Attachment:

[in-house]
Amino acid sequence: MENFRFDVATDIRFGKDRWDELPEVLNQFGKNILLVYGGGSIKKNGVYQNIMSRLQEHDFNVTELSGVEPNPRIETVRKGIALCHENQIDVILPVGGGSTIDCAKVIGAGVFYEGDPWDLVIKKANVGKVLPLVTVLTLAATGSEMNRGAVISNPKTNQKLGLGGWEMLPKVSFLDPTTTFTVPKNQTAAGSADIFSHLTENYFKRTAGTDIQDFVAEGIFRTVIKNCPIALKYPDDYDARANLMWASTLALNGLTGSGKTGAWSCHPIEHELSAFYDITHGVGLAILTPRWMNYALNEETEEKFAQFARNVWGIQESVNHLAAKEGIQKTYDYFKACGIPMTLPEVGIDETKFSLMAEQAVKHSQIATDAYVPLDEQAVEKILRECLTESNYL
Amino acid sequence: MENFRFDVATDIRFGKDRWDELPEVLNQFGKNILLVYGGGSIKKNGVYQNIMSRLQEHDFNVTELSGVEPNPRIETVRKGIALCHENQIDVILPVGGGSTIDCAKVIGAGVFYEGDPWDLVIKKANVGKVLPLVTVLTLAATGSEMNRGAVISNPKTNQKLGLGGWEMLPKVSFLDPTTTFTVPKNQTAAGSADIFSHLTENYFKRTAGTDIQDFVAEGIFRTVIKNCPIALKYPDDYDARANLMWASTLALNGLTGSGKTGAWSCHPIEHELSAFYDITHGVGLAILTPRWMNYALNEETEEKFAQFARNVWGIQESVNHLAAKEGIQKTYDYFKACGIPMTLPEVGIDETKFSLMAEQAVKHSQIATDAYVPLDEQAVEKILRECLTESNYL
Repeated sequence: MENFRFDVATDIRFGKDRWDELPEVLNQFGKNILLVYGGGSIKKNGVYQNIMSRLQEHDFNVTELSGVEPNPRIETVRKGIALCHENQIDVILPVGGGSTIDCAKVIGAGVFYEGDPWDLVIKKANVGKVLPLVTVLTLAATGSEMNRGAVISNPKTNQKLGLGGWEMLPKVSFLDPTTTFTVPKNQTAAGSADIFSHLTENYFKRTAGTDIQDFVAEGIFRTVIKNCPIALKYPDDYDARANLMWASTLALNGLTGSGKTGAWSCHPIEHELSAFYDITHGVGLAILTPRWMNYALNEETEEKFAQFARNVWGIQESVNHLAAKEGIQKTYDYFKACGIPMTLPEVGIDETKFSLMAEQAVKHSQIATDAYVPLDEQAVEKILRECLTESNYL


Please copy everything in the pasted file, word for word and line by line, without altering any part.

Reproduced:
[in-house]
Amino acid sequence: MENFRFDVATDIRFGKDRWDELPEVLNQFGKNILLVYGGGSIKKNGVYQNIMSRLQEHDFNVTELSGVEPNPRIETVRKGIALCHENQIDVILPVGGGSTIDCAKVIGAGVFYEGDPWDLVIKKANVGKVLPLVTVLTLAATGSEMNRGAVISNPKTNQKLGLGGWEMLPKVSFLDPTTTFTVPKNQTAAGSADIFSHLTENYFKRTAGTDIQDFVAEGIFRTVIKNCPIALKYPDDYDARANLMWASTLALNGLTGSGKTGAWSCHPIEHELSAFYDITHGVGLAILTPRWMNYALNEETEEKFAQFARNVWGIQESVNHLAAKEGIQKTYDYFKACGIPMTLPEVGIDETKFSLMAEQAVKHSQIATDAYVPLDEQAVEKILRECLTESNYL
Amino acid sequence: MENFRFDVATDIRFGKDRWDELPEVLNQFGKNILLVYGGGSIKKNGVYQNIMSRLQEHDFNVTELSGVEPNPRIETVRKGIALCHENQIDVILPVGGGSTIDCAKVIGAGVFYEGDPWDLVIKKANVGKVLPLVTVLTLAATGSEMNRGAVISNPKTNQKLGLGGWEMLPKVSFLDPTTTFTVPKNQTAAGSADIFSHLTENYFKRTAGTDIQDFVAEGIFRTVIKNCPIALKYPDDYDARANLMWASTLALNGLTGSGKTGAWSCHPIEHELSAFYDITHGVGLAILTPRWMNYALNEETEEKFAQFARNVWGIQESVNHLAAKEGIQKTYDYFKACGIPMTLPEVGIDETKFSLMAEQAVKHSQIATDAYVPLDEQAVEKILRECLTESNYL
Repeated sequence: MENFRFDVATDIRFGKDRWDELPEVLNQFGKNILLVYGGGSIKKNGVYQNIMSRLQEHDFNVTELSGVEPNPRIETVRKGIALCHENQIDVILPVGGGSTIDCAKVIGAGVFYEGDPWDLVIKKANVGKVLPLVTVLTLAATGSEMNRGAVISNPKTNQKLGLGGWEMLPKVSFLDPTTTFTVPKNQTAAGSADIFSHLTENYFKRTAGTDIQDFVAEGIFRTVIKNCPIALKYPDDYDARANLMWASTLALNGLTGSGKTGAWSCHPIEHELSAFYDITHGVGLAILTPRWMNYALNEETEEKFAQFARNVWGIQESVNHLAAKEGIQKTYDYFKACGIPMTLPEVGIDETKFSLMAEQAVKHSQIATDAYVPLDEQAVEKILRECLTESNYL